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Dispense With The Clones

Metro Santa Cruz, Editorial, 7th August 2005

Noz can't help but get a little excited over the news that our friends who need more convenient access to medical marijuana will soon be able to purchase their pot at a dispensary right over in yonder Harvey West Business Park.

On July 26, Lisa Molyneaux secured the council's unanimous blessing to open up a 3,000-square-foot medical marijuana dispensary at 140 Dubois St., which consists of two separate buildings with five offices in each. The Planning Commission had already approved the project with a 5-0 vote, but in order to nip any potential problems in the bud, the council decided to hear the matter prior to their vacation to add their own set of provisions onto the conditions of approval.

After hearing from Chief of Police Howard Skerry and Parks and Recreation director Dannetee Shoemaker, who both recommended denying approval, Councilmember Emily Reilly made a motion to limit the dispensary's activities to its primary goal of procuring and doling out medical marijuana for at least the first six months of operation. Molyneaux hopes to eventually provide massage and chiropractic services and space for classes and support groups, but for now she's just happy she's gotten to where she has in the permit process, which has been complicated by zoning variance issues and its proximity to the fun-for-the-whole-family mecca that is Harvey West Park.

One of the council's provisions forbids Molyneaux from cultivating or cloning marijuana onsite. Similarly, Councilmembers Cynthia Mathews and Tim Fitzmaurice expressed their faith that Molyneux will not be cultivating or cloning problem clients.

"People that are patients are responsible citizens," said Molyneaux, who is a patient herself. "I think any business is going to have a problem, until we prove that it can work."

Reilly echoed Molyneux's sentiment, insisting that if the city doesn't go out on a limb and approve a dispensary now, "we never will."

Councilmember Ed Porter asked for a provision to hold the dispensary responsible for patients smoking marijuana in the nearby parks, but was satisfied with a promise that patients would be educated to take their medicine at home, even though Molyneaux said that state law allows medical marijuana smoking anywhere cigarette smoking is allowed, provided that it's done discreetly.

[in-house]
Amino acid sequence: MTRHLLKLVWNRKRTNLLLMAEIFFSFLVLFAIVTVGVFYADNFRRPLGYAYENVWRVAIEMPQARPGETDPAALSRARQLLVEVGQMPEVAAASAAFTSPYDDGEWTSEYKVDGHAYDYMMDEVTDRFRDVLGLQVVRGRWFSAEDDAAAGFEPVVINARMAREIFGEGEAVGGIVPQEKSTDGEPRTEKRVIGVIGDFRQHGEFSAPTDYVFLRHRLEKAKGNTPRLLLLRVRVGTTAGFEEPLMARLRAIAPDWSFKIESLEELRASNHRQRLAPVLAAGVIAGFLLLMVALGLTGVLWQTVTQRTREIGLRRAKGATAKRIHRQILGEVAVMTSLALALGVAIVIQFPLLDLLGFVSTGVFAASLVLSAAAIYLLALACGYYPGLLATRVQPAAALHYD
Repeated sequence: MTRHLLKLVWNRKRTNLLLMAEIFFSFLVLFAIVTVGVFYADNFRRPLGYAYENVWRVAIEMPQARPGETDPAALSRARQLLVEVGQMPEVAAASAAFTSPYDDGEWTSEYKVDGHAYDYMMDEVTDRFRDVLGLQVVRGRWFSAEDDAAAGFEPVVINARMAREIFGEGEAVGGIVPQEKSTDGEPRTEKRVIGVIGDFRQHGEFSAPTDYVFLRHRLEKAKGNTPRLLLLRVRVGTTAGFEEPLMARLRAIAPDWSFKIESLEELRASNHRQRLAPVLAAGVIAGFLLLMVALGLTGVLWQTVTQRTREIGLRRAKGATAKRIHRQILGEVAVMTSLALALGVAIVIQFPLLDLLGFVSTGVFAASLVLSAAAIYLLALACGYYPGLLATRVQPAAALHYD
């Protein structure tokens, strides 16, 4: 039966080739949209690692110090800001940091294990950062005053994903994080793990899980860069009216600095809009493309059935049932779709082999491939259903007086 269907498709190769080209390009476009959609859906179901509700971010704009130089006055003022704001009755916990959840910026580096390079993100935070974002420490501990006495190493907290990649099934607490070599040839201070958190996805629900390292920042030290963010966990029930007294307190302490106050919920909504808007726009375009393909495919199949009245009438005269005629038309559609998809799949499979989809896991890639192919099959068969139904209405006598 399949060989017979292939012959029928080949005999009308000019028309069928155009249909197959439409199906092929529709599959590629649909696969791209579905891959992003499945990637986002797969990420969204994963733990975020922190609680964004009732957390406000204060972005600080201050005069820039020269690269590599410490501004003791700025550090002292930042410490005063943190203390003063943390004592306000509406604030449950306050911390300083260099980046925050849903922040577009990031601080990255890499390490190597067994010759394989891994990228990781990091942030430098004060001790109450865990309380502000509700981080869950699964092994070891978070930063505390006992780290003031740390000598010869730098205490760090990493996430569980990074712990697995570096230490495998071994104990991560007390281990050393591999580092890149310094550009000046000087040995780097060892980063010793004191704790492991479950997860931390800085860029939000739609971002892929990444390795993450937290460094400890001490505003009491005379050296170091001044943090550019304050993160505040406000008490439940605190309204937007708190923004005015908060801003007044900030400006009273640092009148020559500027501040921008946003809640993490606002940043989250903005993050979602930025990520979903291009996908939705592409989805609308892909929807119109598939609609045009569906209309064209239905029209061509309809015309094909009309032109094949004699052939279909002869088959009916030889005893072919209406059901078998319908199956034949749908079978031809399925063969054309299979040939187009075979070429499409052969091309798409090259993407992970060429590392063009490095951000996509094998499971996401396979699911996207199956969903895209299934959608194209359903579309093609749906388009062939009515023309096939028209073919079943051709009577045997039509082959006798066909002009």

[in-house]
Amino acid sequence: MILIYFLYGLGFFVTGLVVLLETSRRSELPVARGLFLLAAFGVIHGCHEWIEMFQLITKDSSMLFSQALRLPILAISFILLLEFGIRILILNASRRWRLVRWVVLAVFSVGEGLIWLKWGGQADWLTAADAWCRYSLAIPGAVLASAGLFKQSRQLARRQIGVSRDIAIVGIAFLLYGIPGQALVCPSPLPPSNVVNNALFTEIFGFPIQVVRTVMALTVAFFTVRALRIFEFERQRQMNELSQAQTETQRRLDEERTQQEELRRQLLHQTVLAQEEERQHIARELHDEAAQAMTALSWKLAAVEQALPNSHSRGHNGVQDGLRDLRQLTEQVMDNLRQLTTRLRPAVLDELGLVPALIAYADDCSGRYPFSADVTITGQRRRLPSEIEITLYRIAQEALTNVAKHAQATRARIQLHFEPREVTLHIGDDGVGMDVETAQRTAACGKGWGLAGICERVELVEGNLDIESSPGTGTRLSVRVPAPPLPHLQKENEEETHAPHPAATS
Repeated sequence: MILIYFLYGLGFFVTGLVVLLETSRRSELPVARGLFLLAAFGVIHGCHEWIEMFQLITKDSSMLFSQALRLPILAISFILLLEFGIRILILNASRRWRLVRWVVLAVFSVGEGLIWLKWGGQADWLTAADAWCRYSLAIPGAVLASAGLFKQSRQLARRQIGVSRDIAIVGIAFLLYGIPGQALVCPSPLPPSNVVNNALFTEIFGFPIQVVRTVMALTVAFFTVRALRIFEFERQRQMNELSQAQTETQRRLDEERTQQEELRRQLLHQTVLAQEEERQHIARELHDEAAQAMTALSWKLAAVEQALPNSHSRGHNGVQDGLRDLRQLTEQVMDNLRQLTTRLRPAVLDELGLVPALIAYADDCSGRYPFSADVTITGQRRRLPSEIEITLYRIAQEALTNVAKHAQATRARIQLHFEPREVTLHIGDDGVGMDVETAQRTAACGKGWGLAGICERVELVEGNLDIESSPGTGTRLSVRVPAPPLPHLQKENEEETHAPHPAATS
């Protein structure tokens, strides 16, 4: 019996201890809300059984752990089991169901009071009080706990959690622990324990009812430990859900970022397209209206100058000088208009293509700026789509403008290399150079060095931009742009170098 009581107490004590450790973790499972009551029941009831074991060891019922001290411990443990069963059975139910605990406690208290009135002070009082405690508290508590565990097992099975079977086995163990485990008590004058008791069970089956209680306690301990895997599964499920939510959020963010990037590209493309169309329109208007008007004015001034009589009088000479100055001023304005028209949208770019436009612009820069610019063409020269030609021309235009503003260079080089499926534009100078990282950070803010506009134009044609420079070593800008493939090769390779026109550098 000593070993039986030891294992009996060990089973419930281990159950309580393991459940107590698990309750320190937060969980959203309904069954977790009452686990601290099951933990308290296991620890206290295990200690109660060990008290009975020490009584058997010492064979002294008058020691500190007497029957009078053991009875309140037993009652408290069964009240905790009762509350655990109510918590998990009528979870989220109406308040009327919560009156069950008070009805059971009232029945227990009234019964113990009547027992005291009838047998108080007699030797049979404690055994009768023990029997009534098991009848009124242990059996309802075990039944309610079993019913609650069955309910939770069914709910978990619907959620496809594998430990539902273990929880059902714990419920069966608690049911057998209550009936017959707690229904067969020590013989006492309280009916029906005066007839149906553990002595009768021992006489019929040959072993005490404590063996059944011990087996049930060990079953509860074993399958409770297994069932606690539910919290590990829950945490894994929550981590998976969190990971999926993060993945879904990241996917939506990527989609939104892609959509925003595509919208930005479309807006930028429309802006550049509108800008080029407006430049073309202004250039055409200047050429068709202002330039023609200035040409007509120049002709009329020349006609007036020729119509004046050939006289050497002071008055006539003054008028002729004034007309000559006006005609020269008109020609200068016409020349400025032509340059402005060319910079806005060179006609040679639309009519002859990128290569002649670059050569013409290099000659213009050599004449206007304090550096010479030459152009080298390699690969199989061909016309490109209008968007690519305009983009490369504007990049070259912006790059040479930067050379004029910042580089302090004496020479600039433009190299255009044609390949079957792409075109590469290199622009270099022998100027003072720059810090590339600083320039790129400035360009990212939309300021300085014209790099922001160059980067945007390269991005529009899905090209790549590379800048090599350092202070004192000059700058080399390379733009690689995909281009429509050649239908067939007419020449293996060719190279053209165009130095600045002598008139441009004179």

Both Reilly and Rotkin used the prescription drug analogy, saying, for instance, that nobody is worried about living or working near Longs, which dispenses Vicodin and other narcotics.

To all the people who have complained about how burdensome the approval process is, Councilmember Ryan Coonerty said, "Although this has been a long and arduous process ... I think we've approached this in a very thoughtful way, in a very structured way. ... I think this is the right way--absent a sensible national policy--to do this."

Porter, a teacher at Santa Cruz High School, was considerably more conflicted:

"Frankly, I was prepared to vote no," said Porter. "Teaching at Santa Cruz High School, the last time we touched on this subject my students said, 'Oh, Mr. Porter, you voted in favor of medical marijuana, let's go burn one!' That's not a tolerable situation for me as a teacher there, and I have to now be prepared to recite this whole discussion to explain why there is a difference."

Porter's comments were met with giggles from the audience, but nobody upstaged Mike Tomasi, the self-described "king of marijuana," who told the council that they "ought to let them smoke the blunt right inside the building."

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